CRAIG T. KOJIMA / CKOJIMA@STARBULLETIN.COM
D.G. "Andy" Anderson waited at the State Capitol yesterday before filing papers to run for governor.
D.G. "Andy" Anderson, veteran state legislator, developer and restaurateur, yesterday filed for governor as a Democrat.
He officially enters the race for governor,
touting his experience in business and politics
By Richard Borreca
Anderson joins Rep. Ed Case (D, Manoa) in the primary race. Also expected to jump in is Lt. Gov. Mazie Hirono.
As he formally entered the race yesterday, Anderson said that as a legislator and businessman plus two years as city managing director, he has more experience than the other candidates.
"The state is in turmoil, we are in a serious condition and we need a responsible businessman now," Anderson said.
Anderson has already received the endorsement of the United Public Workers union, the state's largest blue-collar public employee union.
So far in the campaign, Anderson has come out with a plan to lower the retail price of gasoline, by having the state buy gasoline and sell it cheaper than the petroleum produced by the major refineries.
He also called for the state to turn over control of the state water commission to the counties and to allow the counties to handle all roads and highways in the state.
And Anderson said the University of Hawaii at Manoa should become a smaller, more competitive university, with more of the students spread among other public colleges and universities across the state.
But Anderson's most controversial proposal is probably his decision to run as a Democrat. He has unsuccessfully run twice for governor and twice for mayor as a Republican, but said he could not support the GOP, because of its religious conservative members who wouldn't compromise on issues such as abortion.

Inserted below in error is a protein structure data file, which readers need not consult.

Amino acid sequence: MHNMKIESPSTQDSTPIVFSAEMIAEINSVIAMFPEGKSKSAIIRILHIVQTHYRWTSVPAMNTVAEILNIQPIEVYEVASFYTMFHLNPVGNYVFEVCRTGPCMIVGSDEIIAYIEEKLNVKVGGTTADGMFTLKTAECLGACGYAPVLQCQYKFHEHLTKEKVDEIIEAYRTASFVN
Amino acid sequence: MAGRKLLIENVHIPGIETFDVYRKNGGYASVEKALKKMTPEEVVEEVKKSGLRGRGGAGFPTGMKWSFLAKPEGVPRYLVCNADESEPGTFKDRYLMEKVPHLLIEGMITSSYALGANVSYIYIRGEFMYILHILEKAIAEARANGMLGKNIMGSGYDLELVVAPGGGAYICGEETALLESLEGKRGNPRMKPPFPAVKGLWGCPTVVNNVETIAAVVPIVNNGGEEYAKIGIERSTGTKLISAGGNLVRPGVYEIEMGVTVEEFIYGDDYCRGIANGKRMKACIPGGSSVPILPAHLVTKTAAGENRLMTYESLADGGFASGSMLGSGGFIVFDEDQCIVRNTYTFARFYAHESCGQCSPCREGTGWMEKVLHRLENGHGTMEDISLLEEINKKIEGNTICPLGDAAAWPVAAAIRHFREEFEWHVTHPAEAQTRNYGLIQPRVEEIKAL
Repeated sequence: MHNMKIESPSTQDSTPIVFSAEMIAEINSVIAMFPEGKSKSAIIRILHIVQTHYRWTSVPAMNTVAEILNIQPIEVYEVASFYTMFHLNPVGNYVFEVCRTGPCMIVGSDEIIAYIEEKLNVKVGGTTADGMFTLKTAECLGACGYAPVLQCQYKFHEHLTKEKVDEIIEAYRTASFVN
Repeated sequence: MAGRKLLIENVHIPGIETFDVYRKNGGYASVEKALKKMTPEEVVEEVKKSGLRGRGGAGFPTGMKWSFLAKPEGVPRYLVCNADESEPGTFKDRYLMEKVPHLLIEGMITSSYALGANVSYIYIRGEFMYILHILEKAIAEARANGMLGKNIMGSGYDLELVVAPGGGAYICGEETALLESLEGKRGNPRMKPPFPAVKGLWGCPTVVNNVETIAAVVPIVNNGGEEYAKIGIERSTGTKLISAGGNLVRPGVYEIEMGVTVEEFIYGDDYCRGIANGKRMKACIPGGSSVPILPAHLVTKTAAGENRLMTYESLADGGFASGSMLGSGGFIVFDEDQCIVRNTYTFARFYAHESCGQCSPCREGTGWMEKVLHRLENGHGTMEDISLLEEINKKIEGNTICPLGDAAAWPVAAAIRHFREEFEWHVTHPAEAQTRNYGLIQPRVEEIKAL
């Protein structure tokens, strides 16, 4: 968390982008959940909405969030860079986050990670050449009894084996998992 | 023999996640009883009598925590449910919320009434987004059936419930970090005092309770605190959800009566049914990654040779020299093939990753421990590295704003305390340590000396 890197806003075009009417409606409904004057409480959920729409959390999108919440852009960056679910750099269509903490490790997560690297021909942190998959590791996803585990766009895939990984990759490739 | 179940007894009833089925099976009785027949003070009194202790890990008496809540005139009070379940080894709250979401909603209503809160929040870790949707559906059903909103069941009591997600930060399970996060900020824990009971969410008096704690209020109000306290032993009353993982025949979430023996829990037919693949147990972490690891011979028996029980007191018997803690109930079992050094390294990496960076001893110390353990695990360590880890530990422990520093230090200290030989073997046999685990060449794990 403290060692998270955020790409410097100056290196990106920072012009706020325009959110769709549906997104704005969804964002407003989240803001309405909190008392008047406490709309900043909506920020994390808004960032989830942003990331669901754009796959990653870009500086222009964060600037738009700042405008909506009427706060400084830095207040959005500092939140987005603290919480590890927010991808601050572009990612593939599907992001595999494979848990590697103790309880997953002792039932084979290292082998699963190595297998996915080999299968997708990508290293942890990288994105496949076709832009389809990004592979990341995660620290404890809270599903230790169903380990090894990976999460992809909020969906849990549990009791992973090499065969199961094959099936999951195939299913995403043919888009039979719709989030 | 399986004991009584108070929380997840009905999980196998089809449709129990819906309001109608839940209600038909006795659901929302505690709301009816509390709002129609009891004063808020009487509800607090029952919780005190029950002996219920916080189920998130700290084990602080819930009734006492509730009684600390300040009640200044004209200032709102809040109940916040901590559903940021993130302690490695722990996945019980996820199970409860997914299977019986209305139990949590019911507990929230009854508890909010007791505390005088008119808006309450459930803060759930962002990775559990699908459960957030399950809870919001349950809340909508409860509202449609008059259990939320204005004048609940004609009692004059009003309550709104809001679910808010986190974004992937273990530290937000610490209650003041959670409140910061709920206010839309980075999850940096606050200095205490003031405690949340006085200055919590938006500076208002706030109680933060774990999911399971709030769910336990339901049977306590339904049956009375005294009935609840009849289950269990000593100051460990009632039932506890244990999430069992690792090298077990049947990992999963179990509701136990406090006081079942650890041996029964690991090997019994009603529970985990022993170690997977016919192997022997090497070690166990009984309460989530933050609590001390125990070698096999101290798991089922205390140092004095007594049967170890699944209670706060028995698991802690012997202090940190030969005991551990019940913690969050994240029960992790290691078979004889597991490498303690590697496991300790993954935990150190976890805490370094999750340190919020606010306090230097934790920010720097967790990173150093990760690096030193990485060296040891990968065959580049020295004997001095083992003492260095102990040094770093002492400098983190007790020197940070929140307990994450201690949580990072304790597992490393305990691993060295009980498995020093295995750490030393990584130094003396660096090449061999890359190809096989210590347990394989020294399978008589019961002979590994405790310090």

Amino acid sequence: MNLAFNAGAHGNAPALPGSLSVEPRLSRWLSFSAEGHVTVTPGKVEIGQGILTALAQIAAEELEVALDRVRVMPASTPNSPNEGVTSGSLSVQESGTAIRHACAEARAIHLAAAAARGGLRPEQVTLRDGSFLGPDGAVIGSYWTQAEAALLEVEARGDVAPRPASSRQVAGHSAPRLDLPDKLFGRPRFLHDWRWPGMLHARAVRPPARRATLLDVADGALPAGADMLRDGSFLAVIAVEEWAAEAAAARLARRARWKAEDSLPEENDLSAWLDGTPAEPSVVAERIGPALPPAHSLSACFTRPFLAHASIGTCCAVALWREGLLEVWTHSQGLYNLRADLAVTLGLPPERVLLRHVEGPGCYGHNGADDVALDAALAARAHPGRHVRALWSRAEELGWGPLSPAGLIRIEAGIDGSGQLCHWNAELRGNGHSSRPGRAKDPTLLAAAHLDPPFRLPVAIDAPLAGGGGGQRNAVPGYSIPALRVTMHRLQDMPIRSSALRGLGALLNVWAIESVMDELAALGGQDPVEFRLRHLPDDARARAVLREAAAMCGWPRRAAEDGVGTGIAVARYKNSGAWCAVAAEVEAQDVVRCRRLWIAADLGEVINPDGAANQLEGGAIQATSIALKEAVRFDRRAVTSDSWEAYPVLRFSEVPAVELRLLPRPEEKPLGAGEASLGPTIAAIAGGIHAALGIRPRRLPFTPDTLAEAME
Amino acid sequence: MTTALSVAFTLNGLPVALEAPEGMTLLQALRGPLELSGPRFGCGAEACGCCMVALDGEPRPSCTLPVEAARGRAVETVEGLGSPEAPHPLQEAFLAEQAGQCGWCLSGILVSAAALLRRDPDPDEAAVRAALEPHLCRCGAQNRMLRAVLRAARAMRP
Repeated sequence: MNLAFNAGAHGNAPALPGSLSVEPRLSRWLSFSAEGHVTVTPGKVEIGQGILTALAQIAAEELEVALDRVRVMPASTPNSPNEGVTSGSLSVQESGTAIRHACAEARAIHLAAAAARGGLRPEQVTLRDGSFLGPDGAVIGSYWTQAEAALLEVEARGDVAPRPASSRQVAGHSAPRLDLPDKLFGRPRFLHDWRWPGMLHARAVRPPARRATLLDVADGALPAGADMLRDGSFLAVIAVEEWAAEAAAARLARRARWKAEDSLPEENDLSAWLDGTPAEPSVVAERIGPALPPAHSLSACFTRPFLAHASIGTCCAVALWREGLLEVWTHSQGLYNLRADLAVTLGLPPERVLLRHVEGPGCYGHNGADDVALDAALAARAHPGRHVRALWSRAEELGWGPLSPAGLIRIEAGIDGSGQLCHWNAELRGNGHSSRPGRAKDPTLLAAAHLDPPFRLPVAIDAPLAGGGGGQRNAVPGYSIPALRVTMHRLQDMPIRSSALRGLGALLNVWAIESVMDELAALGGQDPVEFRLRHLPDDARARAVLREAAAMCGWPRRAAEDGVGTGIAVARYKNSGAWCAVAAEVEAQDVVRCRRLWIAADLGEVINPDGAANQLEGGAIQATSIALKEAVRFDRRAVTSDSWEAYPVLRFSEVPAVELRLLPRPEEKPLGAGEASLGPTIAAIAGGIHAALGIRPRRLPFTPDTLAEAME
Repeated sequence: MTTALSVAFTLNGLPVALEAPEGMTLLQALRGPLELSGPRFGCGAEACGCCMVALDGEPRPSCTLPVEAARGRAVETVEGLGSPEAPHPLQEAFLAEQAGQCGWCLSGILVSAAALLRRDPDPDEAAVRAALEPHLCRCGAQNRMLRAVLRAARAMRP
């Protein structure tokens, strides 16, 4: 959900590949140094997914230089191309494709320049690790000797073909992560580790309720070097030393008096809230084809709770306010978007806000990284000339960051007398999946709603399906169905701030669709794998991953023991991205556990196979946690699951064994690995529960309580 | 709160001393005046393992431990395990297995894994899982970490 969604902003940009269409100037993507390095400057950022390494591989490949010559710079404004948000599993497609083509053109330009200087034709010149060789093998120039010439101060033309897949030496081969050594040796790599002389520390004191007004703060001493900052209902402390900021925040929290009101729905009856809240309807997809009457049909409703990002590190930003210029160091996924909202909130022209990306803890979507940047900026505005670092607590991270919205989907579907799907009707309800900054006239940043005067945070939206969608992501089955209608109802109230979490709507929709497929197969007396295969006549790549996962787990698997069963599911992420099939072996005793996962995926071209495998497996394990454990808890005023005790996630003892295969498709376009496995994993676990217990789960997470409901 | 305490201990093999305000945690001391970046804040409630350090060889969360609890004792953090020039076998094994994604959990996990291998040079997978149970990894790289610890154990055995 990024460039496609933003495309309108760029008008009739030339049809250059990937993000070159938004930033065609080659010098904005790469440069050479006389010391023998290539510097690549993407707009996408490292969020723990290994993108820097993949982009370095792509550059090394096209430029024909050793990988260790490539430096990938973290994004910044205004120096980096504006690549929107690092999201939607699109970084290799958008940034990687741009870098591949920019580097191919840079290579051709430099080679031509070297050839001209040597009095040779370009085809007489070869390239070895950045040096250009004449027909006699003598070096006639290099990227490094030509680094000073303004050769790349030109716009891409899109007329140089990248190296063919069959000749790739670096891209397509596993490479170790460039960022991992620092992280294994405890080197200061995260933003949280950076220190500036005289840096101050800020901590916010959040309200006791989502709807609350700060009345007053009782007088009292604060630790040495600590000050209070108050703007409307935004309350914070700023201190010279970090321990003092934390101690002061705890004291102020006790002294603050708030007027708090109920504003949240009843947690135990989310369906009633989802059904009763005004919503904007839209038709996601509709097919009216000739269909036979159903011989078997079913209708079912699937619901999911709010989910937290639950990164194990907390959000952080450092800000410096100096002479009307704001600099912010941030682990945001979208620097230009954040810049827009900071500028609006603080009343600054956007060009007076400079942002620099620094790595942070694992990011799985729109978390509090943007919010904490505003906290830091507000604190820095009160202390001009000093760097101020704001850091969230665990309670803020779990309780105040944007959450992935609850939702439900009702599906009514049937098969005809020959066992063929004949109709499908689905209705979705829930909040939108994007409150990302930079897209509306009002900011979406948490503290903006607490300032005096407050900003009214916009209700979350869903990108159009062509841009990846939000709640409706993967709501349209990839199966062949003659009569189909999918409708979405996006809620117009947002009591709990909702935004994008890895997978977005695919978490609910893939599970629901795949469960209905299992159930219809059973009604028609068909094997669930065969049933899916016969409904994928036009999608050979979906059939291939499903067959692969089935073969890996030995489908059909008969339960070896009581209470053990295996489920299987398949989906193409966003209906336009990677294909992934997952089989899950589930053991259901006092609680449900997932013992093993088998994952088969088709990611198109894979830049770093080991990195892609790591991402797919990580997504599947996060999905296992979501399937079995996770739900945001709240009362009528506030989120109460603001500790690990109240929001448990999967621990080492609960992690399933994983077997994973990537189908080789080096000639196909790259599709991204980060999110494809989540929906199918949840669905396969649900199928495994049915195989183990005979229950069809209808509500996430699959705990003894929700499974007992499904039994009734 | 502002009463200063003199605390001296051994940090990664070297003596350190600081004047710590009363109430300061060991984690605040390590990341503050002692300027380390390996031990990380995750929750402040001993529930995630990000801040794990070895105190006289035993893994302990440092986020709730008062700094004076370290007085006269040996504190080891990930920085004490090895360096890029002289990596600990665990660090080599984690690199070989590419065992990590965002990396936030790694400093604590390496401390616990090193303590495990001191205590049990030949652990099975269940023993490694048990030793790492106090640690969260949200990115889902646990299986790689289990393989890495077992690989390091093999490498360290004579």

"I've been asked if I had to change my political philosophy in order to be a Democrat. The answer is 'no.' I didn't wake one morning and have a different philosophical view of life or politics," Anderson said when he first announced for governor.
Since that statement last November, Anderson said he has talked to hundreds of Democrats and Democratic-leaning union members about his campaign, adding that he has been "welcomed into the Democrat Party."
Anderson had said earlier in his campaign that he hoped to win the support of other major unions, but so far most of the labor organizations have not yet taken a stand in the campaign or have announced that they will not make primary election endorsements.
Also filing for governor is George Peabody, a Libertarian, who ran unsuccessfully four years ago. Also in the Libertarian primary race for governor is Tracy Ryan.
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